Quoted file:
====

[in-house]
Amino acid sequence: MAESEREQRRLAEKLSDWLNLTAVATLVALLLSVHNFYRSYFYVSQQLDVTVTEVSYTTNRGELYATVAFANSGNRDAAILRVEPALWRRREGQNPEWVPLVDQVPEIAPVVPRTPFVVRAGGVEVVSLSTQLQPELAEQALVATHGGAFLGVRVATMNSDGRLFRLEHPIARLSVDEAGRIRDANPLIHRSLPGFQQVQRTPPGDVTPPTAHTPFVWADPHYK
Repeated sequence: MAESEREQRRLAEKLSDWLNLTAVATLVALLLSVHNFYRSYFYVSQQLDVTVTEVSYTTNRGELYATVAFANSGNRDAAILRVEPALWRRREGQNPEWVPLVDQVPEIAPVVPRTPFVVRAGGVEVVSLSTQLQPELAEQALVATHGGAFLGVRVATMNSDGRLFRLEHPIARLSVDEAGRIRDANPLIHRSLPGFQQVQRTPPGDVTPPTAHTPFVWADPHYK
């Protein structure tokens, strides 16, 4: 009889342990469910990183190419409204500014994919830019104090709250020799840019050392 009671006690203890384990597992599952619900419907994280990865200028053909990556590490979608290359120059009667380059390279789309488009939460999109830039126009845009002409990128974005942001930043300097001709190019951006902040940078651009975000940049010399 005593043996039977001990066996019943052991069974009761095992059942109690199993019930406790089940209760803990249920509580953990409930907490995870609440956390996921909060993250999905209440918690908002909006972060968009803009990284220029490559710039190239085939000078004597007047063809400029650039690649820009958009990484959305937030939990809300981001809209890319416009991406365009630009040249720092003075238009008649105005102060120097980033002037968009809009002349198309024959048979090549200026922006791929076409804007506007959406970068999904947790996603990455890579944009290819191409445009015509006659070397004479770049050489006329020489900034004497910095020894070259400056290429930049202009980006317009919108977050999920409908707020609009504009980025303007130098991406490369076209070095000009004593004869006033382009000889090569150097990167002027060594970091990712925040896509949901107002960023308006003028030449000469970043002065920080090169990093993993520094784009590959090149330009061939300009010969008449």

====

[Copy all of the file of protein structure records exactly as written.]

[in-house]
Amino acid sequence: MAESEREQRRLAEKLSDWLNLTAVATLVALLLSVHNFYRSYFYVSQQLDVTVTEVSYTTNRGELYATVAFANSGNRDAAILRVEPALWRRREGQNPEWVPLVDQVPEIAPVVPRTPFVVRAGGVEVVSLSTQLQPELAEQALVATHGGAFLGVRVATMNSDGRLFRLEHPIARLSVDEAGRIRDANPLIHRSLPGFQQVQRTPPGDVTPPTAHTPFVWADPHYK
Repeated sequence: MAESEREQRRLAEKLSDWLNLTAVATLVALLLSVHNFYRSYFYVSQQLDVTVTEVSYTTNRGELYATVAFANSGNRDAAILRVEPALWRRREGQNPEWVPLVDQVPEIAPVVPRTPFVVRAGGVEVVSLSTQLQPELAEQALVATHGGAFLGVRVATMNSDGRLFRLEHPIARLSVDEAGRIRDANPLIHRSLPGFQQVQRTPPGDVTPPTAHTPFVWADPHYK
């Protein structure tokens, strides 16, 4: 009889342990469910990183190419409204500014994919830019104090709250020799840019050392 009671006690203890384990597992599952619900419907994280990865200028053909990556590490979608290359120059009667380059390279789309488009939460999109830039126009845009002409990128974005942001930043300097001709190019951006902040940078651009975000940049010399 005593043996039977001990066996019943052991069974009761095992059942109690199993019930406790089940209760803990249920509580953990409930907490995870609440956390996921909060993250999905209440918690908002909006972060968009803009990284220029490559710039190239085939000078004597007047063809400029650039690649820009958009990484959305937030939990809300981001809209890319416009991406365009630009040249720092003075238009008649105005102060120097980033002037968009809009002349198309024959048979090549200026922006791929076409804007506007959406970068999904947790996603990455890579944009290819191409445009015509006659070397004479770049050489006329020489900034004497910095020894070259400056290429930049202009980006317009919108977050999920409908707020609009504009980025303007130098991406490369076209070095000009004593004869006033382009000889090569150097990167002027060594970091990712925040896509949901107002960023308006003028030449000469970043002065920080090169990093993993520094784009590959090149330009061939300009010969008449």